Pecan and cotton crops took the brunt of the agricultural hit by Hurricane Matthew, and southeast Georgia pecan and cotton farmers are still assessing the damage from the Friday, Oct. 7, to Monday, Oct. 10, weekend.
When rebuilding your landscape after storm damage, do it in small, concentrated outdoor rooms or pockets, one area at a time. This method will help homeowners from getting overwhelmed. What took a few hours to bring down may take weeks to clean up.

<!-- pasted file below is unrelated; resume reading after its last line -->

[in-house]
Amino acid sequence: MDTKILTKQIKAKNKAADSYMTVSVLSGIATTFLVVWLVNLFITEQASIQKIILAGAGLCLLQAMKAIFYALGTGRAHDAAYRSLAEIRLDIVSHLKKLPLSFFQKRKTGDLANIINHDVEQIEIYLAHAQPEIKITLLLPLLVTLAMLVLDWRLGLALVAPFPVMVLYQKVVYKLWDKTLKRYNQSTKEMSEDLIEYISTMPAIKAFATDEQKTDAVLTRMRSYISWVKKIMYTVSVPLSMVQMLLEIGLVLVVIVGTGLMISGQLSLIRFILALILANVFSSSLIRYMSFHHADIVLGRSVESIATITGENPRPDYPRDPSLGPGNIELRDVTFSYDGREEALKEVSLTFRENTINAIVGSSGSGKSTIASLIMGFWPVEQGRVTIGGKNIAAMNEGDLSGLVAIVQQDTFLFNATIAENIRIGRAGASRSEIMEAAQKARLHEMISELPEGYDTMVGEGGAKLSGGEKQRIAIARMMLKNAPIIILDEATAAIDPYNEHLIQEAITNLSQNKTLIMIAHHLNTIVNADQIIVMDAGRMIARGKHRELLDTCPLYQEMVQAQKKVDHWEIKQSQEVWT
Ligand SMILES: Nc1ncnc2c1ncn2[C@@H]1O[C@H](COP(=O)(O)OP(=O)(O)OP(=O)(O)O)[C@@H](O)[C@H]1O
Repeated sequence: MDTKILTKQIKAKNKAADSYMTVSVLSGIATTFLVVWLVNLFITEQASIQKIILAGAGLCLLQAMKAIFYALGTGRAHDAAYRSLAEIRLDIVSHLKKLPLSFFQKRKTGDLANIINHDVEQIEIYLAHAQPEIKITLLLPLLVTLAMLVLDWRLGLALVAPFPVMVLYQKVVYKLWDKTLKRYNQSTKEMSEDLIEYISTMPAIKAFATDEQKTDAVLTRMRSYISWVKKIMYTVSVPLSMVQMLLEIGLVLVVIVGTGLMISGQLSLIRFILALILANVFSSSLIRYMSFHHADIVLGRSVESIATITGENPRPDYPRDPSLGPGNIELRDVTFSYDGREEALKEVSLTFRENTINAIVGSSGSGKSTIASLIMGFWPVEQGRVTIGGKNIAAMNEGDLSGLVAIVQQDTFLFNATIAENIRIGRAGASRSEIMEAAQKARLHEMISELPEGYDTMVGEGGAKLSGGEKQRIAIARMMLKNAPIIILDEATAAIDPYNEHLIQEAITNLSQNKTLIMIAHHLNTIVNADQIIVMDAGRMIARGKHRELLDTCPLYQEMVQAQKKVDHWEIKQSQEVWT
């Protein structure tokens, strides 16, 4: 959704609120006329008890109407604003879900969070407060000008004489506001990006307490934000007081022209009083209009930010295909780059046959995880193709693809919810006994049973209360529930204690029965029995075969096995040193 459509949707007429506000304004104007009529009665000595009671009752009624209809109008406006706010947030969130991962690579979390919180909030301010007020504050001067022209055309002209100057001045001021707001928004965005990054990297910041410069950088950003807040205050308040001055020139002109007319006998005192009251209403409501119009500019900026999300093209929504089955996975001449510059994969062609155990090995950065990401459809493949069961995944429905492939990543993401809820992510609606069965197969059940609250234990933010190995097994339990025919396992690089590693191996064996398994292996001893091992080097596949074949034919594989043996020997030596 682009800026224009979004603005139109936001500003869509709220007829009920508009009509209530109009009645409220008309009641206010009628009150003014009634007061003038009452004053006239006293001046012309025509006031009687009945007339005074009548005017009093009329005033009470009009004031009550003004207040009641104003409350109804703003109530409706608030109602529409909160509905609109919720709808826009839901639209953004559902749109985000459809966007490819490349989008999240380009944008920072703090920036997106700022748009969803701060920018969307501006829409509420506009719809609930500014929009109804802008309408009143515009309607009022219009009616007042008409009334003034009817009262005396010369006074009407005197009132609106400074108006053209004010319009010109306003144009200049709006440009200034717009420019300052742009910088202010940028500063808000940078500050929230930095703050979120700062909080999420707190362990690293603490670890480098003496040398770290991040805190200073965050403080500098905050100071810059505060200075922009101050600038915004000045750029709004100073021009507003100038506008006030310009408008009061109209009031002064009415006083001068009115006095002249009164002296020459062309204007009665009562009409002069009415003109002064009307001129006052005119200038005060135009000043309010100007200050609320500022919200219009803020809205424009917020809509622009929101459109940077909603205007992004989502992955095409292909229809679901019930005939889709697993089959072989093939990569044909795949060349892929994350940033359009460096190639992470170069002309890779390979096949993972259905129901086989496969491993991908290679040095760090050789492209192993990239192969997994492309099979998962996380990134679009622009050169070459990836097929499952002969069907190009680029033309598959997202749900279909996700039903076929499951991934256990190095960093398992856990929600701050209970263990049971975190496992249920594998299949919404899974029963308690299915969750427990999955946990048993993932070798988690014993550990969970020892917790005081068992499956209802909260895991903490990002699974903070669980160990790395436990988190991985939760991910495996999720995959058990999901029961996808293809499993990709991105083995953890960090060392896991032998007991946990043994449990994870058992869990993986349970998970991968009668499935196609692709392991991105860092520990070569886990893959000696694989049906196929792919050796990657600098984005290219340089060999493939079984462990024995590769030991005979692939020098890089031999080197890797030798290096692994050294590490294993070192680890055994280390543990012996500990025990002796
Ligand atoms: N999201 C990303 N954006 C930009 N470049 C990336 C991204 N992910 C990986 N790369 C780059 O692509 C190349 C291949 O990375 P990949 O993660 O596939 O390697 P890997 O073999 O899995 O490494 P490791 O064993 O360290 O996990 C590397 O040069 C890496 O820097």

Georgia’s field corn acreage is up and yields should be strong, but prices remain disappointingly low for producers, according to University of Georgia Cooperative Extension weed specialist Eric Prostko.
Lightning strikes are unpredictable and deadly. Lightning and floods are the two biggest causes of weather-related fatalities in the country, according to University of Georgia climatologist Pam Knox, who urges Georgians to pay attention to the signs of sudden storms.
Harvest time may be less than a month away for many Georgia peanut farmers, but University of Georgia Cooperative Extension plant pathologist Bob Kemerait insists there is still time to treat the crop for white mold disease.